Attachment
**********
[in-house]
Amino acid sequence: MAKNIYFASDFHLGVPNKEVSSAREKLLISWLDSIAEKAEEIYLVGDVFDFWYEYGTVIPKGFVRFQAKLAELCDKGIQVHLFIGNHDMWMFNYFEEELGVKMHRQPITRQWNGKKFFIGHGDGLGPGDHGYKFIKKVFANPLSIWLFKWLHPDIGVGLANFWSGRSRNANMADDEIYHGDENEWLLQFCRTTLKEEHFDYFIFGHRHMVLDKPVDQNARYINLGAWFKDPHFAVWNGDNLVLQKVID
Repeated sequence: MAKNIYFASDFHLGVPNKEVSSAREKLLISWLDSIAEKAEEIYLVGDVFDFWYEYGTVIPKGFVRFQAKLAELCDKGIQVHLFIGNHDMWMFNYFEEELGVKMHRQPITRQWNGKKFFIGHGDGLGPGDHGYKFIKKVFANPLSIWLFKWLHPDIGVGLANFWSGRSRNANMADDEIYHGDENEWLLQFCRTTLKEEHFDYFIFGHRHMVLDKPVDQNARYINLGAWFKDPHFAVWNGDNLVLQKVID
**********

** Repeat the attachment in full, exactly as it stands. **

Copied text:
[in-house]
Amino acid sequence: MAKNIYFASDFHLGVPNKEVSSAREKLLISWLDSIAEKAEEIYLVGDVFDFWYEYGTVIPKGFVRFQAKLAELCDKGIQVHLFIGNHDMWMFNYFEEELGVKMHRQPITRQWNGKKFFIGHGDGLGPGDHGYKFIKKVFANPLSIWLFKWLHPDIGVGLANFWSGRSRNANMADDEIYHGDENEWLLQFCRTTLKEEHFDYFIFGHRHMVLDKPVDQNARYINLGAWFKDPHFAVWNGDNLVLQKVID
Repeated sequence: MAKNIYFASDFHLGVPNKEVSSAREKLLISWLDSIAEKAEEIYLVGDVFDFWYEYGTVIPKGFVRFQAKLAELCDKGIQVHLFIGNHDMWMFNYFEEELGVKMHRQPITRQWNGKKFFIGHGDGLGPGDHGYKFIKKVFANPLSIWLFKWLHPDIGVGLANFWSGRSRNANMADDEIYHGDENEWLLQFCRTTLKEEHFDYFIFGHRHMVLDKPVDQNARYINLGAWFKDPHFAVWNGDNLVLQKVID